DDoS or Not DDoS? The Tale Of A DDoS-like Network Symptom
Denial-of-service attacks are very common these days, to a point that when something like a gigabit of traffic against a usually low-traffic site happens, we dismiss it as just another DDoS attack. This normalization of DDoS has become a recurring meme in the world dependent on the Internet, WLANs and when downtime means lost productivity and opportunity. Seems like the context of DDoS needs to be revisited, as Akamai detected unusual high traffic against certain sites lacking all the signs & symptoms of a typical DDoS attack.
Before that, we need to establish a common definition. Distributed Denial Of Service Attack is a level of traffic that enters and exits a node, too large it overflows the bandwidth of the site, denying access for the legitimate users of that site/service. Overloading of system resources requires enormous bandwidth, to begin with, but it is now easier to gather that much bandwidth through the use of botnets. A botnet is a large group of machines, infected with malware that acts under the command of a central command and control computer.
“There were 139 IP addresses approaching the customer’s URL a few days before the peak, with the exact same ‘attack’ features. This URL went from 643 requests to well over four billion, in less than a week. Examining all the POST requests hitting the customer’s URL showed that the User-Agent fields were not being forged or otherwise altered, boosting the confidence researchers had for their conclusion that a Windows-oriented tool was responsible for this massive flood of requests,” explained Akamai.
Network Translation Gateways are not the usual ‘attackers’ in the equation of a DDoS, but something is happening with Windows, most especially in its COM Object-based WinhttpRequest protocol handling. The strange POST-only traffic coming from a Windows machine fascinates Akamai. It was later realized that what is happening is a bug, as domain traffic should always contain both a POST and GET request, as a pair.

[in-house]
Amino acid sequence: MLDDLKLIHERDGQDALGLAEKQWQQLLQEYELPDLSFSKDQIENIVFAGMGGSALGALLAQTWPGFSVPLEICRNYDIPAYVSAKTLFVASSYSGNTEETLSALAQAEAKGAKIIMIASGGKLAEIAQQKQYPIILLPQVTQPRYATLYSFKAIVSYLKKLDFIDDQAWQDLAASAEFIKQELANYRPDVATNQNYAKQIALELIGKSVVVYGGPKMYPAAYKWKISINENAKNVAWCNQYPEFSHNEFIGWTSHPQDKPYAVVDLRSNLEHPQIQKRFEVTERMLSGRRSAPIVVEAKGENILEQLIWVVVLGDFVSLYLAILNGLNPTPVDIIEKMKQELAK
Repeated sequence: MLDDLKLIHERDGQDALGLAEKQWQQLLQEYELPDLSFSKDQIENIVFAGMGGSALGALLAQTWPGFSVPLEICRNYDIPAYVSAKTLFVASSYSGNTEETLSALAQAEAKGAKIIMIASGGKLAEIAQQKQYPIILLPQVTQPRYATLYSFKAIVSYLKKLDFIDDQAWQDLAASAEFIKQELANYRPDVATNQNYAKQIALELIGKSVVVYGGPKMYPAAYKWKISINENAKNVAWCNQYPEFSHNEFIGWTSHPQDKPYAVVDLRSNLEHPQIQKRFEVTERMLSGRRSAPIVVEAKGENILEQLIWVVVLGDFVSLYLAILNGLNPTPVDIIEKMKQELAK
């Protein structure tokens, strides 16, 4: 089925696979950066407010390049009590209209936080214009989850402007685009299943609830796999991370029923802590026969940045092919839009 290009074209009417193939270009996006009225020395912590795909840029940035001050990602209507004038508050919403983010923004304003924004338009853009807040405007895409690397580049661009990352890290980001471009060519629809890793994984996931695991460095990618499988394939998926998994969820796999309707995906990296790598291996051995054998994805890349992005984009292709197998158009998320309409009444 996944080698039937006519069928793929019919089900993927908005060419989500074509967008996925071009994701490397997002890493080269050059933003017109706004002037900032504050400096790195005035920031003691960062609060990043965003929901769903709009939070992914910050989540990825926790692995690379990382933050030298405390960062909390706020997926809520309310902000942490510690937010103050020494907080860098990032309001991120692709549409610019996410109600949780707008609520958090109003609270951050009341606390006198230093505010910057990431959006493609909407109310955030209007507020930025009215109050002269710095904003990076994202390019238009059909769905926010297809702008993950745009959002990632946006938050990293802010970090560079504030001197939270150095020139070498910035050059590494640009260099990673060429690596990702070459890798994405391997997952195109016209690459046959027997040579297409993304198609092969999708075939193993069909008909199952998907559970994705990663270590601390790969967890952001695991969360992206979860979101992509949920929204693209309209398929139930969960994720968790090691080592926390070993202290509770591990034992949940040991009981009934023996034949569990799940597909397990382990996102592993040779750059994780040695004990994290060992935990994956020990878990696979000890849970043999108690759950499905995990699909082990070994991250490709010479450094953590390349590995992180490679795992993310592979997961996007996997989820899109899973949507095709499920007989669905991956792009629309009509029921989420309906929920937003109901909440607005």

The bug made POST-only requests, at the time of this writing the hotfix for it is already available and can be downloaded to resolve the issue. This basically changes the entire equation on how the world sees DDoS-like symptoms, it is not always coming from a real DDoS attack. But this does not mean that anti-DDoS tools and procedures in handling instant huge traffic need not be practiced anymore. Just an awareness campaign to enable the IT team or whoever tasked to monitor the network will suffice.
Nothing beats re-educating employees and IT staff in the arts of maintaining a healthy network. Time and money spent on training are worth it, as a well as expenses for that penetration testing that the financial managers would love to dispose of but they really can’t. It is a good practice to have an organization with cybersecurity-aware leadership. IT security is securing the organization, its brand, its products, and services. Cutting corners means lessening the capacity of the organization to defend itself and recover in times that an actual cyber attack happens.
Julia Sowells960 Posts
Julia Sowells has been a technology and security professional. For a decade of experience in technology, she has worked on dozens of large-scale enterprise security projects, and even writing technical articles and has worked as a technical editor for Rural Press Magazine. She now lives and works in New York, where she maintains her own consulting firm with her role as security consultant while continuing to write for Hacker Combat in her limited spare time.